In the "War Room" at The Pentagon, Air Force General Buck Turgidson (George C. Scott) briefs President Merkin Muffley (Peter Sellers) about the attack that General Ripper ordered. Although a nuclear attack should require Presidential authority to be initiated, Ripper used "Plan R", an emergency war plan enabling a senior officer to launch a retaliation strike against the Soviets if everyone in the normal chain of command, including the President, has been killed during a sneak attack. Plan R was intended to discourage the Soviets from launching a decapitation strike against the President in Washington to disrupt U.S. command and control and stop an American nuclear counterattack. Turgidson tries to convince Muffley to take advantage of the situation to eliminate the Soviets as a threat by launching a full-scale attack. Turgidson believes that the United States is in a superior strategic position, and a first strike against the Soviet Union would destroy 90% of their missiles before they could retaliate, resulting in a victory for the U.S. with "acceptable" American casualties of "no more than 10 to 20 million killed, tops... depending on the breaks". He is rebuked when Muffley instead admits the Soviet Ambassador (Peter Bull) to the War Room, contacts Soviet Premier Dmitri Kissoff on the hotline, and insists on giving the Soviets all the information necessary to shoot down the American planes before they can carry out their strikes.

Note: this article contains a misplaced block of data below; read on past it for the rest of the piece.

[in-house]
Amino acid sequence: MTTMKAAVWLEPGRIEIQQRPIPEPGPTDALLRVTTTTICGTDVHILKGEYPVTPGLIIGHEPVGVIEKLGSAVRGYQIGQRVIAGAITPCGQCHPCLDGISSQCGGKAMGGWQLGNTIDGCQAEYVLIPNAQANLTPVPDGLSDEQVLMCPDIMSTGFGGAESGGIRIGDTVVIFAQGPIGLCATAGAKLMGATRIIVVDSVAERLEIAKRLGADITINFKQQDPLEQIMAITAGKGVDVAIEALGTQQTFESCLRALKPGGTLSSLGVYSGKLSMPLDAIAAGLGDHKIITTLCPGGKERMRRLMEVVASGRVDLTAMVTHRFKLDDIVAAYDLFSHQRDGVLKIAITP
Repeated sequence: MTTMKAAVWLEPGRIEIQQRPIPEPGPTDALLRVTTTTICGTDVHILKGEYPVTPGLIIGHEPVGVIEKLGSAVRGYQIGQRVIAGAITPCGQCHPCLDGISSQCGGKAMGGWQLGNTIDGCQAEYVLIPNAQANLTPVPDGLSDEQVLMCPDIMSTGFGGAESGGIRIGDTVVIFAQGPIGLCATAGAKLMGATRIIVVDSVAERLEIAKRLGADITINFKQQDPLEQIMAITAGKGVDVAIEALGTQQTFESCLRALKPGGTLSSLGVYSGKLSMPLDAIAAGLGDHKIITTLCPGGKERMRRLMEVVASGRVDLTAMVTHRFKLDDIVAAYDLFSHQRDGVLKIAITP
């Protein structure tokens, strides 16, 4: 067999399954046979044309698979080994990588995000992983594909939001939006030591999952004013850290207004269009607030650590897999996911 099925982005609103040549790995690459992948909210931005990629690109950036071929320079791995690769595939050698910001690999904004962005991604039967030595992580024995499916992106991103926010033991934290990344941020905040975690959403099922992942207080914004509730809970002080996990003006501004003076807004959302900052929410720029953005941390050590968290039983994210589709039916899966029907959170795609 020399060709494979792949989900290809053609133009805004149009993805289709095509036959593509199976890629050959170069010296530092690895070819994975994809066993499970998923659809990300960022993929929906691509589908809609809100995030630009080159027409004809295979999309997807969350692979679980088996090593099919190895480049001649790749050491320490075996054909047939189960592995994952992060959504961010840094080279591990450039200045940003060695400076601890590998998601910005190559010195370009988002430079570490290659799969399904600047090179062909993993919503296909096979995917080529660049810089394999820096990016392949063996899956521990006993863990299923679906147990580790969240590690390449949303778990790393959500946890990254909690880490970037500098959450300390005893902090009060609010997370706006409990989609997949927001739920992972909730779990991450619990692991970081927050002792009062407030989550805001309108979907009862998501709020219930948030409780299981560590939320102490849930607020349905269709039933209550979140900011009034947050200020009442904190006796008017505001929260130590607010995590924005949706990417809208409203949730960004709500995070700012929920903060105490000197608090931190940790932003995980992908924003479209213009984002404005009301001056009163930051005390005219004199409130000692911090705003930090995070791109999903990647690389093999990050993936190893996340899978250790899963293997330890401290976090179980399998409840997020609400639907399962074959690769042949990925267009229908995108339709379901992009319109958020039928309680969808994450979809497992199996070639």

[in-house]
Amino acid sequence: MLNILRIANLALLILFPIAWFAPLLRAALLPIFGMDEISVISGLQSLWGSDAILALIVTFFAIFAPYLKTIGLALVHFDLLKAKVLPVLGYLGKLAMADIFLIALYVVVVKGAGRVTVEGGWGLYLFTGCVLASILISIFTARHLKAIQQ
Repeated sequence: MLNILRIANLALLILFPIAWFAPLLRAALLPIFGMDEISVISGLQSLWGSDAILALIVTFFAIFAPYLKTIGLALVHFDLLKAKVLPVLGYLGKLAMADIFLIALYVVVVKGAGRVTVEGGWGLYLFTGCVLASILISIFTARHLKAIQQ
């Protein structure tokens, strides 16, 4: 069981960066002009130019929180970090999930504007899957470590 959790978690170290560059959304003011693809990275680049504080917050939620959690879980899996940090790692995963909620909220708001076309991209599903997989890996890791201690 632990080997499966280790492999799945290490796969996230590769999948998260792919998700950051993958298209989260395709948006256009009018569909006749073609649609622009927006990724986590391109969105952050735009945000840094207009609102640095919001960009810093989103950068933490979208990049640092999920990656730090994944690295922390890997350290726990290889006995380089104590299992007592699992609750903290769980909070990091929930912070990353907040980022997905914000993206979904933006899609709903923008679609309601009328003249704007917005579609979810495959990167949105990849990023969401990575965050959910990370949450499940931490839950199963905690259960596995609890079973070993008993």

Group Captain Lionel Mandrake (also played by Peter Sellers), an RAF exchange officer serving as General Ripper's executive officer, realizes that there has been no attack on the U.S. when he turns on a radio and hears pop music instead of Civil Defense alerts. When Mandrake reveals this to Ripper, and Ripper refuses to recall the wing, Mandrake announces that he will issue the recall on his own authority, but only Ripper knows the three-letter code necessary for recalling the bombers and locks the two of them in his office. Mandrake tries to convince Ripper to give up the three letter code. The psychotic Ripper refuses and rambles on that the Communists have a plan to "sap and impurify" the "precious bodily fluids" of the American people with fluoridated water, a theory that occurred to him during sexual intercourse, and which he believed to be the cause of his post-coital fatigue.